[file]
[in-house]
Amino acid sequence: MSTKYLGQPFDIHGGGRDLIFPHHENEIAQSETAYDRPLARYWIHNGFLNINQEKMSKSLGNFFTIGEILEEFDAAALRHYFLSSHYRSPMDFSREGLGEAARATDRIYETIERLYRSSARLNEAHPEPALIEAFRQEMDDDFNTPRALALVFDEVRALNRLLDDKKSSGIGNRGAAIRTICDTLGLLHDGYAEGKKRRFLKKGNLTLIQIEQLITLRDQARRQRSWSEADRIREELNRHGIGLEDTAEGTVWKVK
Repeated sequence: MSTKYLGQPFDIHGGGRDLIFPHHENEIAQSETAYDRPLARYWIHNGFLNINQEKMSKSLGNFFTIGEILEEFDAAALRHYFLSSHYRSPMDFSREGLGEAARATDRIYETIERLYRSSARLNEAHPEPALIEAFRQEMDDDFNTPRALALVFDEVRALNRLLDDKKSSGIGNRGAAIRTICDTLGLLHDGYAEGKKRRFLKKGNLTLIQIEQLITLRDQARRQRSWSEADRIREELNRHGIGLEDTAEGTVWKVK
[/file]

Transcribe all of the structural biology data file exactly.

[in-house]
Amino acid sequence: MSTKYLGQPFDIHGGGRDLIFPHHENEIAQSETAYDRPLARYWIHNGFLNINQEKMSKSLGNFFTIGEILEEFDAAALRHYFLSSHYRSPMDFSREGLGEAARATDRIYETIERLYRSSARLNEAHPEPALIEAFRQEMDDDFNTPRALALVFDEVRALNRLLDDKKSSGIGNRGAAIRTICDTLGLLHDGYAEGKKRRFLKKGNLTLIQIEQLITLRDQARRQRSWSEADRIREELNRHGIGLEDTAEGTVWKVK
Repeated sequence: MSTKYLGQPFDIHGGGRDLIFPHHENEIAQSETAYDRPLARYWIHNGFLNINQEKMSKSLGNFFTIGEILEEFDAAALRHYFLSSHYRSPMDFSREGLGEAARATDRIYETIERLYRSSARLNEAHPEPALIEAFRQEMDDDFNTPRALALVFDEVRALNRLLDDKKSSGIGNRGAAIRTICDTLGLLHDGYAEGKKRRFLKKGNLTLIQIEQLITLRDQARRQRSWSEADRIREELNRHGIGLEDTAEGTVWKVK